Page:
There's Nothing to Sphere!
Lesson 9 of 15
Objective: SWBAT identify and describe a circle by it's attributes.
Each day we begin our math block with an interactive online calendar followed by counting songs and videos.
We do calendar on Starfall every afternoon. This website has free reading and math resources for primary teachers. It also has a “more” option that requires paying a yearly fee. The calendar use is free. A detailed description of Daily Calendar math is included in the resources.
Counting with online sources: Today we did counting practice to reinforce the counting skills. We watched two to three number recognition 0-10 videos (one to two minutes each) because some of my students students were still struggling with identifying numbers correctly in random order. We watched "Shawn the Train" and counted objects with him to refresh our memories on how to count objects to ten and to reinforce one to one counting. Since we have started the second quarter of the school year, we added to today's counting practice: counting to 20 forward and back, counting by tens to 100 and counting to 100 by ones to get a jump on our end of the year goals.
I begin the lesson by reviewing our shapes chart. We review the names and attributes of all the shapes already listed. Then I introduce the first of our 3D shapes, the sphere.
Me (holding up a plastic sphere): Does anyone know what we call this shape?
Students: Several kids yell out, "sphere!" (a strong example of why we sing along to the 3D shapes video during calendar time even though the kids hadn't been formally introduced to them yet.)
Me: Awesome! Using your eyes (linking to the five senses in science), I want you to think about what a sphere looks like. I give approximately 20 seconds wait time. "If I call on you, I would like you to tell me what notice about this sphere in a complete sentence using the words, 'The sphere is...'" (This supports English language development.)
Students (names randomly picked one at a time from Popsicle sticks in a jar).
Student 1: The sphere is like a ball.
Me: How is it like a ball? (probing questions)
Student 1: It is round and I bet it can roll (students actual words).
Me: Well, let's try it. I roll the sphere on the ledge of my white board. (You could do this on a student desk or table) Does a sphere roll?
All students: Yeah!
Me: I draw another name stick. "What else can you tell me about this shape?"
Student 2: It's a circle.
Me: I get the circle attribute block and hold it up next to the sphere. "Let's look at the circle and the sphere together. (I address the student who called it a circle) Are they the same or different? (I use hand signals demonstrate same and different to support cognitive understanding of the words and to support my English language learners).
Student 2: They're different.
Me: What do you see that's different about them?
Student 2: That one doesn't roll (pointing to the circle).
Me: So what can you tell us about this shape (holding up the sphere)?
Student 2: The sphere can roll and the circle can't.
Me: That's a good observation. I pull another stick.
Note: Persevering through the thought process (describing and comparing a circle to a sphere) prevents me and the other students from simply saying "you're wrong", and is a valuable learning moment for that student and others who had the misconception that spheres and circle are the same.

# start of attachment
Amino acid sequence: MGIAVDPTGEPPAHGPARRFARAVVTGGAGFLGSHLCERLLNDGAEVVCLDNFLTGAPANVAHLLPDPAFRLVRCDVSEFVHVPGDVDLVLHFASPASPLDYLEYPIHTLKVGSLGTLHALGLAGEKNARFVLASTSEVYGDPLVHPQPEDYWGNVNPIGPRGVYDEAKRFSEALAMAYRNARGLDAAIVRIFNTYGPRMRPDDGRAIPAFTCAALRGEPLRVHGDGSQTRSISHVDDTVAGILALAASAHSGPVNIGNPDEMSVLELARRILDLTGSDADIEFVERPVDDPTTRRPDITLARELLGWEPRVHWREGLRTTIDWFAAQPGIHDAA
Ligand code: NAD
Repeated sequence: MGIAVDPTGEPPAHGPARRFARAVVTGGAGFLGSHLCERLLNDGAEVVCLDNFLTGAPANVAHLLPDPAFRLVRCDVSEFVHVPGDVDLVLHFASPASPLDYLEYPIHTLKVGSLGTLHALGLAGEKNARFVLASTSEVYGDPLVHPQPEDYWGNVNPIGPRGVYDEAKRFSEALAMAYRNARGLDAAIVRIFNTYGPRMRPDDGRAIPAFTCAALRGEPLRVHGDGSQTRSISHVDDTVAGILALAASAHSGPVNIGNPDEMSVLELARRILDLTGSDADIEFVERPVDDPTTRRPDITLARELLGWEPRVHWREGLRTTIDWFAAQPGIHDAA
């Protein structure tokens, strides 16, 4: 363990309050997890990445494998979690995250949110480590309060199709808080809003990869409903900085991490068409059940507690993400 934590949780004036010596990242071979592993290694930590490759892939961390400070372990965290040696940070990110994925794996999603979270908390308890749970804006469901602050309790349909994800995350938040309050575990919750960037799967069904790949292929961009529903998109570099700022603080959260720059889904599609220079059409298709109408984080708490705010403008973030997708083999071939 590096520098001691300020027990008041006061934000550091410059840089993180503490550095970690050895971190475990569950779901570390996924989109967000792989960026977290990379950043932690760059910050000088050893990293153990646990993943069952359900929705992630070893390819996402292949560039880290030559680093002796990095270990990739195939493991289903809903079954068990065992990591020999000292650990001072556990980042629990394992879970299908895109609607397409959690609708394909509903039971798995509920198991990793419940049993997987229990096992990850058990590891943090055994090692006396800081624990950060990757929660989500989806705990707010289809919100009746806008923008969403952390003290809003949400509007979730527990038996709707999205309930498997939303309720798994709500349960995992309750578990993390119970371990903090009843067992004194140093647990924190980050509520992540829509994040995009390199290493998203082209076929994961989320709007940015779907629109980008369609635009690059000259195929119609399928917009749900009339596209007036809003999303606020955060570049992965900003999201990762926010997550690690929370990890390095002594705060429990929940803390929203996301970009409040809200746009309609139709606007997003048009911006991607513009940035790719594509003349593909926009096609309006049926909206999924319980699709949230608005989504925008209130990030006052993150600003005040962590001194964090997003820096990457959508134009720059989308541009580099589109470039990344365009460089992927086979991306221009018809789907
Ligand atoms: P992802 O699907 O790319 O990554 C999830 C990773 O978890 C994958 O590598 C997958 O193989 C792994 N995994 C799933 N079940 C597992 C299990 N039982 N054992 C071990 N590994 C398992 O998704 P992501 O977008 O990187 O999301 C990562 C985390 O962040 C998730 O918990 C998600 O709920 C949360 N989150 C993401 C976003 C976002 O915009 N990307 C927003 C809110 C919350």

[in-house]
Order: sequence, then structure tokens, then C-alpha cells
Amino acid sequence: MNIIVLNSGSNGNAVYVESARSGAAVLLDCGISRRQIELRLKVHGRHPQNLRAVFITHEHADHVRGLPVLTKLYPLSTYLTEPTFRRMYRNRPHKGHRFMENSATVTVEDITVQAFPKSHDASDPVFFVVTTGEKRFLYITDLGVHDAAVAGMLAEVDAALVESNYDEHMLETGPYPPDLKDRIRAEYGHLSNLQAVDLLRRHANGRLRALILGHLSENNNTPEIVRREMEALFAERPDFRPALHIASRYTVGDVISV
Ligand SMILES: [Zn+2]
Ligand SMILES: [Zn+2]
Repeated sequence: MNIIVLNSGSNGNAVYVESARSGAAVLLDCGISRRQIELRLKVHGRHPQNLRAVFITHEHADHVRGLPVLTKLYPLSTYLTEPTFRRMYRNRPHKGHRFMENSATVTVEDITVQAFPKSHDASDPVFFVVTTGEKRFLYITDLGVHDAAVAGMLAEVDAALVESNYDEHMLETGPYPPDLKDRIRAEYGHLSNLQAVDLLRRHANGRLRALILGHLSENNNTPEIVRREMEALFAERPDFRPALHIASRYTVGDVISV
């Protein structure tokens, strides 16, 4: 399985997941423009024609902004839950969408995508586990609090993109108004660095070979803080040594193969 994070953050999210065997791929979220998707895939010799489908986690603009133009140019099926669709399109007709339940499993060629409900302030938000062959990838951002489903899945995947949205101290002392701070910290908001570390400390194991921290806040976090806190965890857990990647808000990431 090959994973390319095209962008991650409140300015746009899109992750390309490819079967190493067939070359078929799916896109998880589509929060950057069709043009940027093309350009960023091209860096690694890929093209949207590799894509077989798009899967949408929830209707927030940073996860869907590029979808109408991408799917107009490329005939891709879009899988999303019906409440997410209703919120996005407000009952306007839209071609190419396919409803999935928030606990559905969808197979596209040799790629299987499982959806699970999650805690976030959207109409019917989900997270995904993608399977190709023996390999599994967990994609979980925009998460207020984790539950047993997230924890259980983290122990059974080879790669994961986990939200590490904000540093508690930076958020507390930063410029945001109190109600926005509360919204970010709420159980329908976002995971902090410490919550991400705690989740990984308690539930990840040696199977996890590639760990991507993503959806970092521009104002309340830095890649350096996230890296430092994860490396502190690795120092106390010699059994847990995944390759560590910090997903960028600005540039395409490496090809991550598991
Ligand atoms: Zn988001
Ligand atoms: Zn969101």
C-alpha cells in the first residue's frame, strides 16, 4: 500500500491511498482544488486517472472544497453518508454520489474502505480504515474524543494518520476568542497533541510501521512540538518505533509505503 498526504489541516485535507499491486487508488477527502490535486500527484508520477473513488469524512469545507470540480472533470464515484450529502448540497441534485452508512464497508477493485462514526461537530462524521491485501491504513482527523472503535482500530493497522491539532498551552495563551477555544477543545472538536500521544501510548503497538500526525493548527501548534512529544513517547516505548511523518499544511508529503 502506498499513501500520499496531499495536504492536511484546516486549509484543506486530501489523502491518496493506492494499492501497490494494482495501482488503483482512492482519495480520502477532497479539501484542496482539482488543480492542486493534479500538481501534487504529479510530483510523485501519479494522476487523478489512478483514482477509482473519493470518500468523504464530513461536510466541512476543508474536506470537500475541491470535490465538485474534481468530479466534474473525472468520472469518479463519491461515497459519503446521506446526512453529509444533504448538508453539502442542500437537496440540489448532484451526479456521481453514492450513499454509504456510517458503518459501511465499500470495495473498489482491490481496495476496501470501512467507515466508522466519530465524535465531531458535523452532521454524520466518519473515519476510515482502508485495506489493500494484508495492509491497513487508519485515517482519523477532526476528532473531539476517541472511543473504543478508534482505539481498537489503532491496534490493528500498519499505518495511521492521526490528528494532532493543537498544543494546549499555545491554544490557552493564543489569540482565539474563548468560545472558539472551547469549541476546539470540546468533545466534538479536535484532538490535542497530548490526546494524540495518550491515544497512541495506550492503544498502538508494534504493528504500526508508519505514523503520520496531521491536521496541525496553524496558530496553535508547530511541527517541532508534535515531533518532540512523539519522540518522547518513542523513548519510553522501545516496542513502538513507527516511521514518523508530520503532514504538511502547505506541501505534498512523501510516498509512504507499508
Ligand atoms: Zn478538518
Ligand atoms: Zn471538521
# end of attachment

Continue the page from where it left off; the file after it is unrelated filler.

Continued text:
Student 3: The sphere is 3 dimensional (learned from the 3D sing along during calendar time).
Once the kids provide enough information on the sphere, we add it to our shapes poster.
Management Tip: To call on students, I pull names on popsicle sticks that are housed in a plastic jar. This prevents me from sub-consciously choosing the same students repeatedly or calling on too many girls versus boys and vice versa.
I provide each student with a sandwich bag of no-cook playdough (see recipe video) and a paper plate. Each is a different color in order to keep kids from mixing up supplies (I had to make 5 different colors, but it was fun to do with my son).
The students make spheres of all different sizes. This allows them to "feel" the sphere and experience it in more ways than just looking at it from a distance, or seeing on paper.
After they make the spheres, we take a gallery walk around the room to see everyone's spheres.
We gather on the floor and scan the room to look for items that are spheres. We make a sphere poster and list the items under the picture of the sphere. They point out things like a ball, globe, and a wooden sphere manipulative.
Identifying spheres in the environment allows kids to visualize and recognize the shapes better. It helps reinforce shape recognition and relate to their environment better.
I give the kids a Hunting for Spheres exit ticket and tell them they have five minutes to find and color in as many spheres in the picture as they can. They enjoy the challenge and have fun looking for the spheres.
Please note that the work sheet is in French and the directions are to find the pictures listed at the top, but I do not use it as prescribed. I only have the kids hunt and color the spheres for five minutes and then I collect them.
For this particular exit ticket, I'm just looking to see if they can identify at least a few spheres in the picture. It's an informal assessment and since it's the first time we've discussed spheres, I'm okay with the kids helping each other find the items that are shaped like spheres.